RECENT reminiscences of the late Tun V.T. Sambanthan tended to emphasise his humility, integrity and vision in service to the nation; in particular his self-sacrifice in the cause of uplifting the Indian community, especially those mired with the low-income syndrome.
He was a Tamil aristocrat, born and bred in rural Sungai Siput, who rose to become a minister when the nation attained independence on Aug 31, 1957.
He was consecutively minister of Labour, Health, Works, Posts and Telecommunications and, finally, National Unity, a vital portfolio after the trauma of May 13.
Most if not all the tributes posted on Sambanthan focused on his strategy in purchasing 22 British-owned rubber and coconut plantations to prevent the workers in these estates from being thrown out of work along with their families following fragmentation of the estates by capitalist cartels.
It was by any measure a strikingly bold move and for Sambanthan to single-handedly achieve it, so movingly recounted by Kunjajari, his daughter, rendering him a national icon.
It was all done by collecting RM10 per month from the workers of the estates concerned.
Today, his National Land Finance Co-operative Society is a flourishing enterprise in the heart of Kuala Lumpur.
What was not given the prominence which it deserved was Sambanthan’s attempts through education to uplift a lot of poor rural Indians.
He was the first Indian to build a Tamil school, named after Mahatma Gandhi, with the help of a colleague on their estate land in Sungai Siput, mainly for estate children.
It had the unique distinction of being opened officially by Madame Vijayalakshmi Pandit, sister of India’s first prime minister, Pandit Jawaharlal Nehru.
Vijayalakshmi at the material time was president of the United Nations General Assembly. Prior to the opening, Sambanthan was able to procure a statue of Mahatma from India and installed it in the school compound which in itself, considering the time factor, was a rare feat.
In his ministerial role, he had to deal with a whole host of problems as the nation, under the leadership of the Tunku, sought to consolidate the fruits of Merdeka.
National unity and modernisation through accelerated economic development were the priorities of the day.
All of it required careful strategising and practical acumen as the resources available were limited.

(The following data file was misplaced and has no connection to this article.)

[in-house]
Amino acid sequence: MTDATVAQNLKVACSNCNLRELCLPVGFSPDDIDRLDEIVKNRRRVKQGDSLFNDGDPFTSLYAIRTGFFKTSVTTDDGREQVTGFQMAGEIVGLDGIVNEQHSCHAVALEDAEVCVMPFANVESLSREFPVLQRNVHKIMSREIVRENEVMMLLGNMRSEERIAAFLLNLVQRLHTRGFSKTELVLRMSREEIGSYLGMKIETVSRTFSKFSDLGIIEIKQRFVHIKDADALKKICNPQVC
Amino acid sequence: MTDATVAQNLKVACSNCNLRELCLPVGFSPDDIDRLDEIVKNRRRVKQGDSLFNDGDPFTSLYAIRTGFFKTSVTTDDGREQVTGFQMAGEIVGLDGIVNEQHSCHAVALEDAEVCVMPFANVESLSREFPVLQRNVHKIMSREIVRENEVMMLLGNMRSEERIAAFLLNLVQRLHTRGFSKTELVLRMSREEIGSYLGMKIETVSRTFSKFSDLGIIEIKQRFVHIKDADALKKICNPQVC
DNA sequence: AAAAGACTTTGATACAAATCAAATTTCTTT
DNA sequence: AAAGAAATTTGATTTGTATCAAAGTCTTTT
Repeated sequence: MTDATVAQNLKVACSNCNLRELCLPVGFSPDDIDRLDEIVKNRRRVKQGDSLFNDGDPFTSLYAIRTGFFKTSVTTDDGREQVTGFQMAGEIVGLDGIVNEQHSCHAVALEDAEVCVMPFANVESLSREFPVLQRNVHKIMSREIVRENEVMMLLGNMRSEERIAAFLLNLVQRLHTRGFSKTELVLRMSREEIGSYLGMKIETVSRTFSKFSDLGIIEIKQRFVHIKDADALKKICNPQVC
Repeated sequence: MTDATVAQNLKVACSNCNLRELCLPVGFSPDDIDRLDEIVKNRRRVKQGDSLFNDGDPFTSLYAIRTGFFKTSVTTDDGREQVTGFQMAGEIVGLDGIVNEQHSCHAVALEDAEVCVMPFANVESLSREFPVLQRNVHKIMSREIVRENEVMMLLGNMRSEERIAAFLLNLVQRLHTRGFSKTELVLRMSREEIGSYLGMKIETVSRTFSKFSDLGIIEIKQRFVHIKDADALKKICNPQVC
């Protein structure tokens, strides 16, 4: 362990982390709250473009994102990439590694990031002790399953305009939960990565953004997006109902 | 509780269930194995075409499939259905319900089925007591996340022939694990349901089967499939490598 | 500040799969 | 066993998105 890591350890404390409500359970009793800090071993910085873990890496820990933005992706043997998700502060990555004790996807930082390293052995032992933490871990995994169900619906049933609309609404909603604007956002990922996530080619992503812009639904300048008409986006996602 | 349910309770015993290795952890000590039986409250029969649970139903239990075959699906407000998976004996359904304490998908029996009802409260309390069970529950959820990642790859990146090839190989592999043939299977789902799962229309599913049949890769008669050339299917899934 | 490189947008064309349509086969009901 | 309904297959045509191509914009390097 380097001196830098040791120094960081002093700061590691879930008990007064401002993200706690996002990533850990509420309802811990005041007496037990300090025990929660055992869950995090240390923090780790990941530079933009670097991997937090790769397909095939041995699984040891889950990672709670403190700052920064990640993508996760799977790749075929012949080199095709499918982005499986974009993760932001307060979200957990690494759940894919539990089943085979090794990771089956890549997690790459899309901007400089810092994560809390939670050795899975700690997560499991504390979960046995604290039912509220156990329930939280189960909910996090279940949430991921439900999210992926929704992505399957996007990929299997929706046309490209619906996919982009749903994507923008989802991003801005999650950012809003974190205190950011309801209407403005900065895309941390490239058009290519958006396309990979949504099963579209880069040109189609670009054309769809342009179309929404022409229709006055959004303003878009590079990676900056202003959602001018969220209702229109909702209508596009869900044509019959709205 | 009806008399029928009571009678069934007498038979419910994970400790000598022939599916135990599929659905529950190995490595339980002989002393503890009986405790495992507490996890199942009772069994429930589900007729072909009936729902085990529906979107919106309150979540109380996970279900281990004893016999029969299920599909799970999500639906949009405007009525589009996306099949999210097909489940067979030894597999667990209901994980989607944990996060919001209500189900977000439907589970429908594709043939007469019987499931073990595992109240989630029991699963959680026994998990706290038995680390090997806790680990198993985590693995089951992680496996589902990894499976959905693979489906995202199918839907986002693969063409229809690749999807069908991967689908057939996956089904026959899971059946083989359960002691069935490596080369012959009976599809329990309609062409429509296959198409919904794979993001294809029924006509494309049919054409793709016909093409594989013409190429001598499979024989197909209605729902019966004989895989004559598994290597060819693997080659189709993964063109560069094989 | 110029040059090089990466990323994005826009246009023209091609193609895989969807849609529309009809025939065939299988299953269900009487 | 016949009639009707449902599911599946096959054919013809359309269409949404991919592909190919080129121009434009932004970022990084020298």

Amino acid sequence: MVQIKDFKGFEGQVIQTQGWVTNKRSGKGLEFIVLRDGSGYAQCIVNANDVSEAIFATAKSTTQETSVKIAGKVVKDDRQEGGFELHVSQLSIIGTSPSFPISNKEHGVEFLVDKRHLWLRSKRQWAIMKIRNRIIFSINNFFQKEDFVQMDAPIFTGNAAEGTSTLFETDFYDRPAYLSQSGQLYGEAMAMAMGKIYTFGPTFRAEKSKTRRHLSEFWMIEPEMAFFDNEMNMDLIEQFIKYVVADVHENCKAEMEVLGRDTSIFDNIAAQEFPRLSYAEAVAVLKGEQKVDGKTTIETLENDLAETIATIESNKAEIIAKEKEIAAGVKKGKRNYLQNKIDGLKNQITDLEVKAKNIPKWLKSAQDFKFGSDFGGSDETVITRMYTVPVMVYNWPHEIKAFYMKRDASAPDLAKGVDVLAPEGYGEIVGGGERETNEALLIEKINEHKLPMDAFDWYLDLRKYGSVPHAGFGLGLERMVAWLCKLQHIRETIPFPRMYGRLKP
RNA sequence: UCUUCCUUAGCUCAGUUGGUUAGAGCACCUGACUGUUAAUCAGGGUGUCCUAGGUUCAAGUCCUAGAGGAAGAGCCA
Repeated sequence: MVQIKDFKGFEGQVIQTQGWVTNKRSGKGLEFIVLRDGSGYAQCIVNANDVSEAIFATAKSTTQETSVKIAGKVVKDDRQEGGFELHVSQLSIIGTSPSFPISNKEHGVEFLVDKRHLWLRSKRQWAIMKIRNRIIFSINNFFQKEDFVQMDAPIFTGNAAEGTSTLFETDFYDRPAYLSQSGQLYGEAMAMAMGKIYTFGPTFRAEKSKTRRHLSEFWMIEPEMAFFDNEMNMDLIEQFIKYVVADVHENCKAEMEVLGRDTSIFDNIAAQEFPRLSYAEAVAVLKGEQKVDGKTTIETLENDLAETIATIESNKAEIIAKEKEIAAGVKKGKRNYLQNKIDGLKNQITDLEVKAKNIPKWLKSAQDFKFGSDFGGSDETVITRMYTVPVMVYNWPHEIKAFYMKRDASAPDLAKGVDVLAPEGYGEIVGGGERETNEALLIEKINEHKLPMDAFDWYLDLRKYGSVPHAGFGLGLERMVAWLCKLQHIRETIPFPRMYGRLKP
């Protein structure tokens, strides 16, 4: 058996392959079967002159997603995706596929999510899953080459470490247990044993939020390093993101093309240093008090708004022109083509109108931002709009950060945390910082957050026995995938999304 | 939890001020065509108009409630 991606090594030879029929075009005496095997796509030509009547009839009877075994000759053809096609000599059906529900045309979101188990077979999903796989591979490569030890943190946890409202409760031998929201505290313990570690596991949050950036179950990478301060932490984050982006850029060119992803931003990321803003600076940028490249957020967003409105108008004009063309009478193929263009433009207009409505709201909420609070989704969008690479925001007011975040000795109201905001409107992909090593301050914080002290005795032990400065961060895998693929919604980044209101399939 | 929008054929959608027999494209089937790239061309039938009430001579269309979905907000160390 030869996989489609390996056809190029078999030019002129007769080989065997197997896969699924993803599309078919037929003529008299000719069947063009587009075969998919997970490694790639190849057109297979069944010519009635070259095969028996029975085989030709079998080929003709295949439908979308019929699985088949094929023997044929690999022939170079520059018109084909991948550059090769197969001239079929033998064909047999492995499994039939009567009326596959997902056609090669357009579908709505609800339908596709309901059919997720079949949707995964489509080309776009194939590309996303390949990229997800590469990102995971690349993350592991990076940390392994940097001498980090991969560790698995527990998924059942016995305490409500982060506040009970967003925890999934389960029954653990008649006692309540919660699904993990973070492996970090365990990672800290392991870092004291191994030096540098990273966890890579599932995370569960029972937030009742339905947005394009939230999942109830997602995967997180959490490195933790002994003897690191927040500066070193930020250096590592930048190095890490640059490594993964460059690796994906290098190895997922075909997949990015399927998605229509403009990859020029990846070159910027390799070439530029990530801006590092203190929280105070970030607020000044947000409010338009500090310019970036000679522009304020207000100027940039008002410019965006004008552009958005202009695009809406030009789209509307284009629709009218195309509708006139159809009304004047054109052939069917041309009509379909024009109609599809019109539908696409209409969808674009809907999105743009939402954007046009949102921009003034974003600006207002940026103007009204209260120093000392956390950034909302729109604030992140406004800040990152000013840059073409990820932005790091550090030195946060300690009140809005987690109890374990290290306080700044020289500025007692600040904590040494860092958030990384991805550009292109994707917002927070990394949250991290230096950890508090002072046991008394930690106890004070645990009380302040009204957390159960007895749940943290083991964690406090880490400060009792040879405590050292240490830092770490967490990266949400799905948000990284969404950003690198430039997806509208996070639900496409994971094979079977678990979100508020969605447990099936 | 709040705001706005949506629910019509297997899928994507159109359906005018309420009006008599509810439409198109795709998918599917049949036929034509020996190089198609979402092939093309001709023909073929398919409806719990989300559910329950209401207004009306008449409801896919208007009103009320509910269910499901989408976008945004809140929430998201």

Change management was equally crucial because of political imperatives as the government was elected on adult franchise and peoples’ expectations were high.
In all the ministries which he headed, Sambanthan had to provide leadership to find solutions to the problems which he confronted.
There was not only the problem of money but of human resource, which had drained away much-valued human expertise.
The period that Sambanthan spent in the Ministry of Works, Posts and Telecommunications can be reckoned as the most productive in laying the foundations to modernise the country.
It was during this time when an extensive network of roads was built, ferries across massive rivers were replaced by solid bridges. Other infrastructural projects were implemented at an accelerated pace.
Institutional buildings ranging from Museum Negara, Stadium Negara, Subang International Airport, Parliament and the Maternity Hospital, Kuala Lumpur to name a few, were all built during Sambanthan’s tenure as minister of Works, Posts and Telecommunications or subsequently, but he was the inspiration and guiding light for all the projects.
He was humble, accessible and helpful. What he achieved stands as concrete monuments to his visionary zeal and practical acumen.
He rode through the perfect storm and would remain an iconic figure among the nation’s pioneering leaders: the Merdeka Generation.
It augurs well that Jalan Lintang, the road on which the ancestral home of the late Sambanthan is located in Sungai Siput, is to be renamed Jalan V.T. Sambanthan, as reported in a local newspaper. The authorities responsible are to be congratulated.